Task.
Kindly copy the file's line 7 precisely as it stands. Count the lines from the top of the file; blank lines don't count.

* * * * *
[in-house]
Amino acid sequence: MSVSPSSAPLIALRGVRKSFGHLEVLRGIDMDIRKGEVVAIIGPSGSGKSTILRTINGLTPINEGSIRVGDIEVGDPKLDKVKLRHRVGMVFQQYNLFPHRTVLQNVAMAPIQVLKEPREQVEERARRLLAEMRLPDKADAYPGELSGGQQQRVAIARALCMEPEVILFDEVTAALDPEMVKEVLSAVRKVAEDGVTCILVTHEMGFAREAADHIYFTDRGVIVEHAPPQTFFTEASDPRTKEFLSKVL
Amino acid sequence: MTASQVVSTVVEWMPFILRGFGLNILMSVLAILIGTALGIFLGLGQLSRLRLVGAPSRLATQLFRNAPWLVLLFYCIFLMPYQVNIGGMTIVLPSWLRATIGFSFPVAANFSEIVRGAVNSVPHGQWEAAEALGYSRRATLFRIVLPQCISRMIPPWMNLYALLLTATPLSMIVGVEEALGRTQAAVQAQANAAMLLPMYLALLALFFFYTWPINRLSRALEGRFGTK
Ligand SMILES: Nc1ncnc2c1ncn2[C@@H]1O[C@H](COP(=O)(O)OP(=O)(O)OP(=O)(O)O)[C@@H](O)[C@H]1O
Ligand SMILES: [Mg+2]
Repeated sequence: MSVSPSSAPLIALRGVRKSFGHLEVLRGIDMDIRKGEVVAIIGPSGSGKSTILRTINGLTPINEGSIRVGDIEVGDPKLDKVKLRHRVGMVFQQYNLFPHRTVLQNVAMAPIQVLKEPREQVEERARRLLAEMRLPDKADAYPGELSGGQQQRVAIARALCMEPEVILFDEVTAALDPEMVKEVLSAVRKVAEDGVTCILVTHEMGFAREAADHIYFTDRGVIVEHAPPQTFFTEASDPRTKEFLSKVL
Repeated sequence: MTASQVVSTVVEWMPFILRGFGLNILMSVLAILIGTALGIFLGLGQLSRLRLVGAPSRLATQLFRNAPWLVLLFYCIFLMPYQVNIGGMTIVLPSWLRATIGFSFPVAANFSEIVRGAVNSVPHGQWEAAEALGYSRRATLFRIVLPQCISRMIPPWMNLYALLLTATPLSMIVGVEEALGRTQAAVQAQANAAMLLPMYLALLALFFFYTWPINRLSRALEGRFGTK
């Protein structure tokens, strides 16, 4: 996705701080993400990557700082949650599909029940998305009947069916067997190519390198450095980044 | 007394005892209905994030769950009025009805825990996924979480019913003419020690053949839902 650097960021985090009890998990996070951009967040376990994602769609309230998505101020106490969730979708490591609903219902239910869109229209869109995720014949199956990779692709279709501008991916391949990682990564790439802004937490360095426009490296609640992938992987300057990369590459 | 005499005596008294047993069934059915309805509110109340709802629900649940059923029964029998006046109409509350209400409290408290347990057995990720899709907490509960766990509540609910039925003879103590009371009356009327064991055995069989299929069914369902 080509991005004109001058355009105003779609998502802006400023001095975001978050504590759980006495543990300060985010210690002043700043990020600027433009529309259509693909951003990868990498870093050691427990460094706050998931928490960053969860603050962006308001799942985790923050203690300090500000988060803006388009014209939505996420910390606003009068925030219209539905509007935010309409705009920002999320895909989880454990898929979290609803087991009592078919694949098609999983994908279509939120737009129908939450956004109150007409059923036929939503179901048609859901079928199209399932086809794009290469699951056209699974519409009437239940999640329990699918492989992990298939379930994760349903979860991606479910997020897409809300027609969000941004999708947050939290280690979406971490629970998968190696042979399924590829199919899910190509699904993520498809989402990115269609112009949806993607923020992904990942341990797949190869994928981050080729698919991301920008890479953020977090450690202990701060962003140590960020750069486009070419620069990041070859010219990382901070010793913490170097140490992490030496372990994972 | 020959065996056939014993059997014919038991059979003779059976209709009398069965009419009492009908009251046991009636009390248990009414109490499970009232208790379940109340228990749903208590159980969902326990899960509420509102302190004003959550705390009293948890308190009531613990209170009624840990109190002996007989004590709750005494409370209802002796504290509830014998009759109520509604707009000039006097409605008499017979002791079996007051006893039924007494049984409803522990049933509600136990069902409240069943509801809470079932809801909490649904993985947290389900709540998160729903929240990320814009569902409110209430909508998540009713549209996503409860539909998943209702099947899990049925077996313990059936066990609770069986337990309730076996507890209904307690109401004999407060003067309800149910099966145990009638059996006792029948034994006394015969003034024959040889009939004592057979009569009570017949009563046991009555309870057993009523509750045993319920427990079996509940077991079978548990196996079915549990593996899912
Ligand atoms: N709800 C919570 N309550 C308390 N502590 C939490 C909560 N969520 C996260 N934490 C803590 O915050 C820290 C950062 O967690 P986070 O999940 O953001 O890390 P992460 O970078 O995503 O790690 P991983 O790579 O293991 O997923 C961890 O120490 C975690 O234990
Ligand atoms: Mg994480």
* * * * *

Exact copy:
Repeated sequence: MTASQVVSTVVEWMPFILRGFGLNILMSVLAILIGTALGIFLGLGQLSRLRLVGAPSRLATQLFRNAPWLVLLFYCIFLMPYQVNIGGMTIVLPSWLRATIGFSFPVAANFSEIVRGAVNSVPHGQWEAAEALGYSRRATLFRIVLPQCISRMIPPWMNLYALLLTATPLSMIVGVEEALGRTQAAVQAQANAAMLLPMYLALLALFFFYTWPINRLSRALEGRFGTK